Notice how the thank you URL has a session_id variable set to CHECKOUT_SESSION_ID. This is a special template variable that stripe replaces with a session id after the customer pays and is redirected. Leave the value as is. More info at Stripe's custom success page docs.

Both URLs start with a variable called origin, which changes depending on the environment and also whether it's running on the server or on the client. It is http://localhost:3000 on development, NEXT_PUBLIC_VERCEL_URL on non local environments and window.location.host on the client.

To define the origin variable, create a file called client.ts on the lib folder with the following code:

const protocol = `${
  process.env.NODE_ENV === "development" ? "http" : "https"
}://`;

const host =
  typeof window === "undefined"
    ? process.env.NEXT_PUBLIC_VERCEL_URL || "localhost:3000"
    : // Use host on the client since using VERCEL_URL can lead to CORS errors due to aliases
      window.location.host;

export const origin = `${protocol}${host}`;

Back to the parameters of stripe.checkout.sessions.create, another key we'll set is line_items which is essential to show to users their chosen items. We will also set metadata.cartId, which Stripe will store in session.metadata.cartId.

This is how the resolver should look like:

// ...
import { findOrCreateCart } from "../../lib/cart";
import { stripe } from "../../lib/stripe";
import { origin } from "../../lib/client";

const resolvers: Resolvers = {
  // ...
  Mutation: {
    createCheckoutSession: async (_, { input }, { prisma }) => {
      const { cartId } = input;

      const cart = await prisma.cart.findUnique({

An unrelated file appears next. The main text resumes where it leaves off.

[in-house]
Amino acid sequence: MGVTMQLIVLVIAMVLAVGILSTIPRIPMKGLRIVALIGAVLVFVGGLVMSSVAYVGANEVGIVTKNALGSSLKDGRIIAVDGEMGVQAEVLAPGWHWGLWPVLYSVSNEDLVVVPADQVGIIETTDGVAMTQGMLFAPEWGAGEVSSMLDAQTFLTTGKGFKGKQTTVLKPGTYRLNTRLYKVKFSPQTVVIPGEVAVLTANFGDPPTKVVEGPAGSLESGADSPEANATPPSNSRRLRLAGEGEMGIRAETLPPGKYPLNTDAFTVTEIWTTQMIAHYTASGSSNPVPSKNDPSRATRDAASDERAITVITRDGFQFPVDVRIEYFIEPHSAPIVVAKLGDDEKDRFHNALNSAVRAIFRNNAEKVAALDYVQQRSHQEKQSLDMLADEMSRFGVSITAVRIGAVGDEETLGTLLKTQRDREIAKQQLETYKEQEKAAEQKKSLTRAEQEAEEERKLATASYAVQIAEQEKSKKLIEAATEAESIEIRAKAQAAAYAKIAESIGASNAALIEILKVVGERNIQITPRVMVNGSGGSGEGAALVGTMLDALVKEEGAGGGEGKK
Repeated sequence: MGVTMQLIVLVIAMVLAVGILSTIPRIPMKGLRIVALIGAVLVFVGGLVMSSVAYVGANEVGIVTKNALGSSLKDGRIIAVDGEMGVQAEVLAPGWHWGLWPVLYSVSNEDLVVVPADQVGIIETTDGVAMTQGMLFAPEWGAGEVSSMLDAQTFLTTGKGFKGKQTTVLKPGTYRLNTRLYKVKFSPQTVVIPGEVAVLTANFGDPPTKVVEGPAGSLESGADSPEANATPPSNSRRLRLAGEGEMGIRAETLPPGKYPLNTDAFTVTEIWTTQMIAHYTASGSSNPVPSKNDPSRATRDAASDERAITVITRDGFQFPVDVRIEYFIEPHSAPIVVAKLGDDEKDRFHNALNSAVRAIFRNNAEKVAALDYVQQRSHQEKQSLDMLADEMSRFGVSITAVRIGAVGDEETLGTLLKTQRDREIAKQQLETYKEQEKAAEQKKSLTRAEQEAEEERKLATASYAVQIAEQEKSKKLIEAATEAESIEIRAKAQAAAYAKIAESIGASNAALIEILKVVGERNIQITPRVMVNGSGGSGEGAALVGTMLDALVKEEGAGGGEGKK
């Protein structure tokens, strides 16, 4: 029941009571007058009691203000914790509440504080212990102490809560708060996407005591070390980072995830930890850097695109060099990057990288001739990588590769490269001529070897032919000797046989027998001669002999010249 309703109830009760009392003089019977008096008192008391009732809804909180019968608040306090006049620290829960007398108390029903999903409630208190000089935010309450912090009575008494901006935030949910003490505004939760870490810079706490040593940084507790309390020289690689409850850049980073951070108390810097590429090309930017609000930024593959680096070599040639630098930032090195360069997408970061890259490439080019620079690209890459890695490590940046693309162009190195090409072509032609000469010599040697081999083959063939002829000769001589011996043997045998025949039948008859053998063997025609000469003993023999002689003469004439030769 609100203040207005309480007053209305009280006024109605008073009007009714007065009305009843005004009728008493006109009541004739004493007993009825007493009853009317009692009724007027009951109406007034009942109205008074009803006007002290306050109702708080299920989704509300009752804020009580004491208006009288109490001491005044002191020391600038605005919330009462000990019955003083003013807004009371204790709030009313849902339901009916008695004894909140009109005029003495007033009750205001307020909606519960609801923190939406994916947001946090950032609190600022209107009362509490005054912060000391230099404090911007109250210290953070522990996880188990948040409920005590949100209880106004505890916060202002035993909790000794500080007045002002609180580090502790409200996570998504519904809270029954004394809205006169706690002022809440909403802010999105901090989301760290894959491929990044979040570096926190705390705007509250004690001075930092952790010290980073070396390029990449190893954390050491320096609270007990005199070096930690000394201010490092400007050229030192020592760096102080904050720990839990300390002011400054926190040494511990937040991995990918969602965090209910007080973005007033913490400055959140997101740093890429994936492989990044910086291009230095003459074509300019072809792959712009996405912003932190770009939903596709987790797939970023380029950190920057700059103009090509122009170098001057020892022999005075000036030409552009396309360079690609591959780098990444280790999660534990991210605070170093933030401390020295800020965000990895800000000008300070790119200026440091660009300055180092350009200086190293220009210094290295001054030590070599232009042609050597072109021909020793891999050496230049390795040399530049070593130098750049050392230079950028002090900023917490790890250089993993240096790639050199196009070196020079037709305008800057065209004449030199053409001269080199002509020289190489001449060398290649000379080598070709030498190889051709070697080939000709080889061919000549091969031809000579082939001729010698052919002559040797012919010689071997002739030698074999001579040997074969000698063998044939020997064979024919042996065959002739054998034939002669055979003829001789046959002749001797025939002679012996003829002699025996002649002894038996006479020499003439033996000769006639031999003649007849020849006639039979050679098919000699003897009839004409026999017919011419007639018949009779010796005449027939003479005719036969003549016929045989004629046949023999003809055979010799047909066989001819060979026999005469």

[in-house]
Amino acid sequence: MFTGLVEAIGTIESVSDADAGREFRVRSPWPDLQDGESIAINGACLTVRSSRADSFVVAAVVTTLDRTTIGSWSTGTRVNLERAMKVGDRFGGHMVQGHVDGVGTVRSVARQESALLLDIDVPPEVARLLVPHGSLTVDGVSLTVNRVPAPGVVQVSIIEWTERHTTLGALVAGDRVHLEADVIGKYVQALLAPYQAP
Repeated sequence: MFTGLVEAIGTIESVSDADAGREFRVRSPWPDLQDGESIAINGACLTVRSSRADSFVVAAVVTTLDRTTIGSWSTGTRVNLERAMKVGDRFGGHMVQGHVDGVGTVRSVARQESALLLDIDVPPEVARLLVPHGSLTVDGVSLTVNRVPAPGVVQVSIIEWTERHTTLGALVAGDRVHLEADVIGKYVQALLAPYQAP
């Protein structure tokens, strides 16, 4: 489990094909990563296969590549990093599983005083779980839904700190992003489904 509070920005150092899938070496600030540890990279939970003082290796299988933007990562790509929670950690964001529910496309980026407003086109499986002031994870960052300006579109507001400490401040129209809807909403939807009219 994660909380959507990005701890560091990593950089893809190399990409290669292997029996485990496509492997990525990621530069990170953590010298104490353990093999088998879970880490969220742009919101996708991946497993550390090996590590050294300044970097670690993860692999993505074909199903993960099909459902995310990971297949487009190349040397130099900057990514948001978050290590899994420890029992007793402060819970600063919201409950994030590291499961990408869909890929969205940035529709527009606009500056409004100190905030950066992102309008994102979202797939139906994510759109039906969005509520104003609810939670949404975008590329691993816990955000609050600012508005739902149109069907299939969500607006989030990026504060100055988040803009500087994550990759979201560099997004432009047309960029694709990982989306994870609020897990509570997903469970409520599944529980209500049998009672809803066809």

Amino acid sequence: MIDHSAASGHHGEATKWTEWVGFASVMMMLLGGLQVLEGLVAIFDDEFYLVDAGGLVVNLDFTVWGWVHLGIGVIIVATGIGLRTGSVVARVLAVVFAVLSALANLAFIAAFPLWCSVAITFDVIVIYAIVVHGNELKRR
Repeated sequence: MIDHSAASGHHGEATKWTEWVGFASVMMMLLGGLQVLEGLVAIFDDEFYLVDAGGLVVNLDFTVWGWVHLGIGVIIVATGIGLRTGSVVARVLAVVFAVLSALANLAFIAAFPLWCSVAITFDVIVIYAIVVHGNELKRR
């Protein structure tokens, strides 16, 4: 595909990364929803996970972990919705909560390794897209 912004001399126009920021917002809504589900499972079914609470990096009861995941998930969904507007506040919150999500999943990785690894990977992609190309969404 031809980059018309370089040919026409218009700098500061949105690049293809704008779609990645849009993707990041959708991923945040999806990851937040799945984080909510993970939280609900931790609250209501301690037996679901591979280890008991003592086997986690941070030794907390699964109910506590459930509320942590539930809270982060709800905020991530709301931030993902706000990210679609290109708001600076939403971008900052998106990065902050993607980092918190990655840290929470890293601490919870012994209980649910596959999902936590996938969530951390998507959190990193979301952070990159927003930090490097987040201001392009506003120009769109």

where: { id: cartId },
      });

      if (!cart) {
        throw new GraphQLYogaError("Invalid cart");
      }

      const cartItems = await prisma.cart
        .findUnique({
          where: { id: cartId },
        })
        .items();

      if (!cartItems || cartItems.length === 0) {
        throw new GraphQLYogaError("Cart is empty");
      }

      const line_items = cartItems.map((item) => {
        return {
          quantity: item.quantity,
          price_data: {
            currency: currencyCode,
            unit_amount: item.price,
            product_data: {
              name: item.name,
              description: item.description || undefined,
              images: item.image ? [item.image] : [],
            },
          },
        };
      });

      const session = await stripe.checkout.sessions.create({
        success_url: `${origin}/thankyou?session_id={CHECKOUT_SESSION_ID}`,
        cancel_url: `${origin}/cart?cancelled=true`,
        line_items,
        metadata: {
          cartId: cart.id,
        },
        mode: "payment",
      });

      return {
        id: session.id,
        url: session.url,
      };
    },
    // ...
  },
};

Try it out by going to http://localhost:3000/api and send the newly created mutation:

mutation {
  createCheckoutSession(input: { cartId: "oneweekgraphql" }) {
    id
    url
  }
}

You'll get a response that looks like this:

{
  "data": {
    "createCheckoutSession": {
      "id": "cs_test_lkdsajklasdkjasl",
      "url": "https://checkout.stripe.com/pay/cs_test_akjsdhaskdhakjshdaksjhdk"
    }
  }
}

Go ahead and navigate to the generated URL to see what the generated checkout page looks and feels like